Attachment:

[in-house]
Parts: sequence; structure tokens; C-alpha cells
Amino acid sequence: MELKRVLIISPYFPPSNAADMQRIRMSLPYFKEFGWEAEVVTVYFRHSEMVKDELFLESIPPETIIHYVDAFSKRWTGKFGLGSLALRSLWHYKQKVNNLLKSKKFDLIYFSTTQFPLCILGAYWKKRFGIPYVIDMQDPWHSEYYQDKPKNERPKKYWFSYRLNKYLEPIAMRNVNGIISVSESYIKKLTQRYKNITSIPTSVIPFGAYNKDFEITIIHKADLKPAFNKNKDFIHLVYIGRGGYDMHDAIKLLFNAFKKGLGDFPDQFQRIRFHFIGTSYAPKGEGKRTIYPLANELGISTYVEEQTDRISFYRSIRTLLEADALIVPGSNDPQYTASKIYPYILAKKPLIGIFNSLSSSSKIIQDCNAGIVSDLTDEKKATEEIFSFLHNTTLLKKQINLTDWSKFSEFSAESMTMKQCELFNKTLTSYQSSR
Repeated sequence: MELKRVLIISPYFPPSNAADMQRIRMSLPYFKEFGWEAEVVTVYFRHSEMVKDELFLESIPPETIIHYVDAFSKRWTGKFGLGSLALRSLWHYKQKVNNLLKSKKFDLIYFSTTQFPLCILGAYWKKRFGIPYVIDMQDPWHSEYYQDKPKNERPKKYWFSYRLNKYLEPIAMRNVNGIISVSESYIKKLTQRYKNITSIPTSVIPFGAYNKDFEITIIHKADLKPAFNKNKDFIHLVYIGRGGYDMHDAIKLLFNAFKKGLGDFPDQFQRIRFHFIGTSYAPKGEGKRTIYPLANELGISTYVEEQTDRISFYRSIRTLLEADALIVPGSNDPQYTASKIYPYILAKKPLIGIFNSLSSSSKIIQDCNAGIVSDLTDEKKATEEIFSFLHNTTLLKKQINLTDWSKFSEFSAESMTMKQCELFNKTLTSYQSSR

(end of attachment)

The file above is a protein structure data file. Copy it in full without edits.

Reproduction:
[in-house]
Parts: sequence; structure tokens; C-alpha cells
Amino acid sequence: MELKRVLIISPYFPPSNAADMQRIRMSLPYFKEFGWEAEVVTVYFRHSEMVKDELFLESIPPETIIHYVDAFSKRWTGKFGLGSLALRSLWHYKQKVNNLLKSKKFDLIYFSTTQFPLCILGAYWKKRFGIPYVIDMQDPWHSEYYQDKPKNERPKKYWFSYRLNKYLEPIAMRNVNGIISVSESYIKKLTQRYKNITSIPTSVIPFGAYNKDFEITIIHKADLKPAFNKNKDFIHLVYIGRGGYDMHDAIKLLFNAFKKGLGDFPDQFQRIRFHFIGTSYAPKGEGKRTIYPLANELGISTYVEEQTDRISFYRSIRTLLEADALIVPGSNDPQYTASKIYPYILAKKPLIGIFNSLSSSSKIIQDCNAGIVSDLTDEKKATEEIFSFLHNTTLLKKQINLTDWSKFSEFSAESMTMKQCELFNKTLTSYQSSR
Repeated sequence: MELKRVLIISPYFPPSNAADMQRIRMSLPYFKEFGWEAEVVTVYFRHSEMVKDELFLESIPPETIIHYVDAFSKRWTGKFGLGSLALRSLWHYKQKVNNLLKSKKFDLIYFSTTQFPLCILGAYWKKRFGIPYVIDMQDPWHSEYYQDKPKNERPKKYWFSYRLNKYLEPIAMRNVNGIISVSESYIKKLTQRYKNITSIPTSVIPFGAYNKDFEITIIHKADLKPAFNKNKDFIHLVYIGRGGYDMHDAIKLLFNAFKKGLGDFPDQFQRIRFHFIGTSYAPKGEGKRTIYPLANELGISTYVEEQTDRISFYRSIRTLLEADALIVPGSNDPQYTASKIYPYILAKKPLIGIFNSLSSSSKIIQDCNAGIVSDLTDEKKATEEIFSFLHNTTLLKKQINLTDWSKFSEFSAESMTMKQCELFNKTLTSYQSSR